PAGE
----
Gold's foray deep into bear market territory Monday is
claiming a predictable batch of victims, namely popular
such as the SPDR Gold Shares (NYSE:
) and the iShares Gold Trust (NYSE:
Of course, the miners and the
relevant ETFs are getting in on the act as
Unfortunately, gold's list of victims does not end there. The
yellow metal's slide is also plaguing several country-specific
ETFs tracking nations that are major gold producers. China and
the U.S. are the largest and third-largest gold producers in the
world, respectively, but there are reasons beyond gold's fall
that explain why the iShares FTSE China 25 Index Fund (NYSE:
) and the SPDR S&P 500 (NYSE:
) are lower.
When taking that into account and taking Ghana and Uzbekistan,
both top-10 gold producing countries, out of the equation, the
ETFs that track the largest gold-producing nations are still
getting beaten up on Monday. Even the newly minted Global X
Central Asia & Mongolia Index ETF (NYSE:
), which offers exposure to several central Asian countries
though not Uzbekistan, is down more than 4.7 percent.
Global investors looking to dodge the calamity caused by gold
should consider taking a pass on the following ETFs.
iShares MSCI Australia Index Fund (NYSE:
) Just last week, analysts published both bearish and
bullish views on Australian equities
. Today, EWA, the largest ETF tracking the world's second-largest
gold producer, is down 2.7 percent. That is not surprising given
the EWA's 19.1 percent allocation to materials stocks, including
BHP Billiton (NYSE:
), the world's largest mining company.
There is one way gold's fall could work in EWA's favor. One of
the most cited reasons for being bearish on Australian stocks is
the strong Australian dollar. The Aussie is a commodity currency
and the commodity it is believed to have an intimate correlation
to is gold. The correlation is not high as over the past five
years GLD has offered better than quadruple the returns of the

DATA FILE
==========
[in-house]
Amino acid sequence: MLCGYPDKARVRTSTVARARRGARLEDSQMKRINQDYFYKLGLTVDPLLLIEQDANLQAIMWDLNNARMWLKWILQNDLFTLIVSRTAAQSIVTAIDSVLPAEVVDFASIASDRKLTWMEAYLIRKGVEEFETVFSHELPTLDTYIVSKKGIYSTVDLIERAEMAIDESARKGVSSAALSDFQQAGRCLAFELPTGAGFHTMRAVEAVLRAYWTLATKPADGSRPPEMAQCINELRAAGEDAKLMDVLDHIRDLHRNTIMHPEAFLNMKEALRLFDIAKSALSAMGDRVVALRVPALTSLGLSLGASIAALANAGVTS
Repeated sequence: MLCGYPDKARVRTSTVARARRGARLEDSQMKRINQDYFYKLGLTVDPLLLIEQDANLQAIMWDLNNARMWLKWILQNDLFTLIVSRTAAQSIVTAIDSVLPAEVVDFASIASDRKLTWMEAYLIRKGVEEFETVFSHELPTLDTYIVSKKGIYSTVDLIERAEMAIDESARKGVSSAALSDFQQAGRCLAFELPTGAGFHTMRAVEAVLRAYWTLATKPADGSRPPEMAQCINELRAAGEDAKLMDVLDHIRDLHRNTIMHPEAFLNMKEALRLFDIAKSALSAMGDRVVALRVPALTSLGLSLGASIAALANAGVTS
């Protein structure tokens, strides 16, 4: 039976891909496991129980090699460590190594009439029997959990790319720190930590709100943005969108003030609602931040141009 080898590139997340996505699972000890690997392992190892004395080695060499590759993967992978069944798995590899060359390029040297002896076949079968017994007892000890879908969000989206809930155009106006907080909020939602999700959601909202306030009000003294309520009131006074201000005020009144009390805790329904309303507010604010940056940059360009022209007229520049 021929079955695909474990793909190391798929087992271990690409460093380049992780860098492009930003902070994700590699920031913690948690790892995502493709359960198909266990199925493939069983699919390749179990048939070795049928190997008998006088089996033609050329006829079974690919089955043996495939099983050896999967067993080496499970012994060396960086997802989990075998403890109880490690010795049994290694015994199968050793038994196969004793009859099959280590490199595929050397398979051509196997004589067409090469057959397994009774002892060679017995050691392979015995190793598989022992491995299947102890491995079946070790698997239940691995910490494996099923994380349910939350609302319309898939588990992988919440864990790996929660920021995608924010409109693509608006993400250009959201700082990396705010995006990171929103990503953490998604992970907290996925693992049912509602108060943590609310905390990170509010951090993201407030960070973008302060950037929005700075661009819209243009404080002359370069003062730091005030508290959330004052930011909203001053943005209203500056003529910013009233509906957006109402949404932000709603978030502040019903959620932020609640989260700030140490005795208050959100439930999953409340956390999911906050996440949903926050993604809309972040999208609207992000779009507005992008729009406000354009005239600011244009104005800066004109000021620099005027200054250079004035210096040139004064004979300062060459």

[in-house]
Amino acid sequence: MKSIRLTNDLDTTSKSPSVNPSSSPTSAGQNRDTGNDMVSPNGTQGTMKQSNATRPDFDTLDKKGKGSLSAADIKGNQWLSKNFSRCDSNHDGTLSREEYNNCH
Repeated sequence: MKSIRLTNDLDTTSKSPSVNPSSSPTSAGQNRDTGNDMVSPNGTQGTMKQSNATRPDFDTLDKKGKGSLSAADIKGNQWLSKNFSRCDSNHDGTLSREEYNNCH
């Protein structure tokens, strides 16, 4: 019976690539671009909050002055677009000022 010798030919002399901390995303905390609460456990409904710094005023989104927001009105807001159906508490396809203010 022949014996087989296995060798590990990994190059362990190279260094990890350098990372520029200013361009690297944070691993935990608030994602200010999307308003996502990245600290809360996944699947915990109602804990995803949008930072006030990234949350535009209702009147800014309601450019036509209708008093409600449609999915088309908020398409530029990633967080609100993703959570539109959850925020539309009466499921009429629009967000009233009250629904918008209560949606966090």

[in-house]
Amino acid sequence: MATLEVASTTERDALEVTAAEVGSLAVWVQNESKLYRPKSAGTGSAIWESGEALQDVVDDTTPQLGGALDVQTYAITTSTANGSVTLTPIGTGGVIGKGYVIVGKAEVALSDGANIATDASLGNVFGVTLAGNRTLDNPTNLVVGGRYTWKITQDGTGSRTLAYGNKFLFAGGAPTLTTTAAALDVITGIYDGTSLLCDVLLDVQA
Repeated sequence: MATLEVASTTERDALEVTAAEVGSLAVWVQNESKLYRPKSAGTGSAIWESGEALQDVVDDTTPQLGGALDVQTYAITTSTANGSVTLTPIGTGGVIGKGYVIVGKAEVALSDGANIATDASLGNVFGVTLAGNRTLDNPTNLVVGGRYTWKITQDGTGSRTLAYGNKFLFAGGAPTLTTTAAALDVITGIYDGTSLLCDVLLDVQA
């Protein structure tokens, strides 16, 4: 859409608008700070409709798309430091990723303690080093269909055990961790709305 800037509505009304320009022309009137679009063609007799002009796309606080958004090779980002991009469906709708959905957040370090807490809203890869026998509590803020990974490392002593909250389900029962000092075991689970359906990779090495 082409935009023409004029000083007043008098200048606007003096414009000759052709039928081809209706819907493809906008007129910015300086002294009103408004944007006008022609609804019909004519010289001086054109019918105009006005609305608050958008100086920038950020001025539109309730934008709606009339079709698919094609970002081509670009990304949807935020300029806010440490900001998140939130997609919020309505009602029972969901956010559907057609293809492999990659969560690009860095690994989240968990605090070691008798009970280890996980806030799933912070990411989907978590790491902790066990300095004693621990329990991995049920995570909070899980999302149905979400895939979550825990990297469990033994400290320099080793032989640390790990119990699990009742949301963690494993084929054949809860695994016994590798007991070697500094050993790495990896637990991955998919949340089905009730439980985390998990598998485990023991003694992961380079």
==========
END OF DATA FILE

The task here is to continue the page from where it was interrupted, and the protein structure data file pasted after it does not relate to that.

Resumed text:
CurrencyShares Australian Dollar Trust (NYSE:
Still, any relief Australian exporters can get in terms of a
weaker Aussie would be viewed as a positive sign. The danger to
EWA is that with gold rapidly losing its safe-haven status, the
Australian dollar could rise even as gold falls as investors look
for new safe-havens. The Aussie fits the bill. After all,
Australia has an AAA credit rating and a three percent interest
rate, which is high by developed world standards.
iShares MSCI All Peru Capped Index Fund (NYSE:
) Although Peru is expected to be South America's fastest-growing
economy this year, it was noted two months ago that EPU's
materials sector exposure could be
. That has proven to be the case as the ETF has been hampered by
its 44.1 percent weight to the materials sector.
EPU faces a triple whammy in that it is not only a major gold
producer, but it is the world's largest silver producer. The
iShares Silver Trust (NYSE:
) is off 14 percent in just the past five days. The triple whammy
is completed by Peru's status as a major copper producer. The red
metal has proven far from immune to the slide in precious metals
and China's disappointing first-quarter GDP report.
Southern Copper (NYSE:
) and Buenaventura Mines (NYSE:
) are EPU's second- and third-largest holdings, combing for
nearly 21.3 percent of the ETF's weight. EPU is down more than 13
percent its 2013 high and a move below $39 would have the ETF
joining gold in bear market territory.
iShares MSCI South Africa Index Fund (NYSE:
) An easy call to make here as South Africa is the fifth-largest
gold producer in the world,
just ahead of Peru
. EZA is off 3.6 percent and gold's fall is only exacerbating a
bad situation for this ETF.
EZA has already been plagued alarmingly high unemployment rate
(over 20 percent) and the laggard performances of
the largest emerging markets this year
. Gold's slide has the ETF threatening support at $60 and if that
area gives out, EZA could return back to the October 2011 low
EZA has other problems, too. South Africa is the largest
platinum producer and the second-largest palladium producer
behind Russia. The ETFS Physical Platinum Shares (NYSE:
) and the ETFS Physical Palladium Shares (NYSE:
) are off 4.7 percent and 5.5 percent, respectively on
For more on ETFs, click
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